Deuteronomy 17, Isaiah 44

Today’s OT18 readings are Deuteronomy 17 and Isaiah 44.

This devotional is about Deuteronomy 17:2-7.

Do you believe in the death penalty? I do; God established it as the first principle of human government in Genesis 9:6 which says, “Whoever sheds human blood, by humans shall their blood be shed; for in the image of God has God made mankind.” Prior to this revelation, God dealt directly with human sin; he confronted Cain directly after Cain killed Abel and he send the flood during the days of Noah to punish the world for its wickedness–violence in particular (see Gen 6:11).

So, the death penalty, aka capital punishment, is a biblical method of dispensing justice. But is the way we practice capital punishment here in America biblical? If you think so, perhaps today’s scripture reading will be enlightening to you.

God’s law commanded death for a number of moral infractions. In this chapter it was for idolatry (vv. 2-4) but the conditions for imposing the death penalty spelled out in this chapter would apply in an death penalty case. And what were those conditions? They are simple:

  • There must be two or three witnesses who testify against the accused.
  • Those witnesses must be the first people to use the lethal weapons that would kill the person they accused.

Those are simple conditions but they require a very high standard of proof. Two or more witnesses to any crime would be extremely difficult to find. The judge who listened to the case against someone would question and cross-examine them to be sure that their story was consistent and, therefore, true. Any serious inconsistency would be a reason to acquit the accused. This two or three witness standard is higher than our nation’s “reasonable doubt.” It would be difficult to convict anyone except for the most unapologetic sinner.

Furthermore, those who accuse a person must be “the first in putting that person to death.” If you were called as a witness in such a case, would you think more carefully about your testimony if you had to be the person who threw the switch to the electric chair, or had to push the plunger on a needle administering lethal injection? What if we required the jury that convicted a person to administer the death penalty? What if we made the police officers who investigated and arrested a person be in a firing squad to kill that person when he was convicted? What if he had to be the first to fire?

In our country, people are sentenced to capital punishment often by circumstantial evidence only. DNA evidence and programs like The Innocence Project have demonstrated that some convicts on death row, and others who were already executed, are not guilty. These cases are a serious miscarriage of justice and offensive to God who made us in his image. So, yes, the Bible teaches the death penalty but it was to be used only in the clearest of cases and only after great care has been taken to ensure justice. As citizens, we should expect our lawmakers, law-enforcement officers, and the justice system to follow biblical protections when biblical capital punishment is in play. If you find yourself on a jury in a capital case, remember that God holds you to a greater standard of proof than the legal system does and act accordingly.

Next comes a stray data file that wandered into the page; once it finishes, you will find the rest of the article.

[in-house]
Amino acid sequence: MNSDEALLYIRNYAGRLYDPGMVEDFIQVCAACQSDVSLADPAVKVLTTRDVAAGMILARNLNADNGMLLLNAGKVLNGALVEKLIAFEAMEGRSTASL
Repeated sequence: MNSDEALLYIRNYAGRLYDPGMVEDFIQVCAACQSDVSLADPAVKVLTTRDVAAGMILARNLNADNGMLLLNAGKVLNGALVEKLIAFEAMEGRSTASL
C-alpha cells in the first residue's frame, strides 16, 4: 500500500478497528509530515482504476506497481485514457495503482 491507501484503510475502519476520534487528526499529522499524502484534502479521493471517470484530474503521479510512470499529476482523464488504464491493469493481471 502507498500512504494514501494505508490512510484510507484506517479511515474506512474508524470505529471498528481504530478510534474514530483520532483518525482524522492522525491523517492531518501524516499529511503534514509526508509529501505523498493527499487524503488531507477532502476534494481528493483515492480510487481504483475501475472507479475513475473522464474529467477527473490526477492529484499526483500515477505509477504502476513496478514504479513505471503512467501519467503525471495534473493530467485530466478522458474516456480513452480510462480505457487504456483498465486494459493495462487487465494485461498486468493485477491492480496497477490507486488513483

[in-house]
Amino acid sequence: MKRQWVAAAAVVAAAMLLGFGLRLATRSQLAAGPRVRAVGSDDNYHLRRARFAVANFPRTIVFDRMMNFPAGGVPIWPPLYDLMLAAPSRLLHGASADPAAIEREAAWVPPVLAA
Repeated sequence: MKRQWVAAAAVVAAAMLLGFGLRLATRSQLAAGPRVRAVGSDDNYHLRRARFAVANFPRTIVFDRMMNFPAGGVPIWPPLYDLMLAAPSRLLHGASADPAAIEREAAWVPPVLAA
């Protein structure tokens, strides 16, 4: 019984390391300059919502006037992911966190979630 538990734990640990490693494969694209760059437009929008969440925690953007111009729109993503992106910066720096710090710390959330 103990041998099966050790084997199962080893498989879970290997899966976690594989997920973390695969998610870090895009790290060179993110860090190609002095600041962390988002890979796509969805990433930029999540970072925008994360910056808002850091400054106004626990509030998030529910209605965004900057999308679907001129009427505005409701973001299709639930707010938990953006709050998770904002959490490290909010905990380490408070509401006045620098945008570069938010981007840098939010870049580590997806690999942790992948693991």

Deuteronomy 17, Psalm 104, Isaiah 44, Revelation 14

If you’re following the schedule, you should read these chapters today: Deuteronomy 17, Psalm 104, Isaiah 44, Revelation 14. Click on any of those references to see all the passages in one long page on BibleGateway. If you can’t do all the readings today, read Deuteronomy 17.

My thoughts for today’s devotional focus completely on just one verse: Deuteronomy 17:1: “Do not sacrifice to the Lord your God an ox or a sheep that has any defect or flaw in it, for that would be detestable to him.” The principle in this verse is simple: You don’t bring damaged good to the Lord, give it to him and call that “worship.” It is offensive to God when people try to take out the trash and call it worship. 

The reason that this is “detestable” to God is that it shows a profound lack of love for the Lord. You would not give your spouse an old pair of your shoes on your anniversary;. Likewise, if you love God, you will give God your best ox or sheep, not your worst. Sacrificing to God an animal that is damaged and, thus, will not make you as much money as your other animals is no act of worship. 

Since we don’t bring animal sacrifices to God anymore, we’re in the clear on this verse, right? Not so fast. When we come to worship on Sunday, do we come rested and with our best attention or do we come late, frazzled from trying to get everyone there, and distracted by a thousand other things on our minds? When we go to serve God, say, as a teacher or AWANA leader, are we well-prepared or do we think, I can just throw something together and it will be good enough. When we see someone in our church body who has a need, do we help generously or do we do enough just to quiet our conscience? When we give to the Lord’s work, do we give sacrificially and happily? If you spend more on your cable tv & internet service than you give to the Lord’s work each month, a passage like today’s might cause you to stop and think about what is important to you and where your priorities are. 

Now for your thoughts: What stood out in your Bible reading for today? What questions do you have about what you read? What are your thoughts about what I wrote above? Post them in the comments below or on our Facebook page. And, feel free to answer and interact with the questions and comments of others. Have a great day; we’ll talk scripture again tomorrow.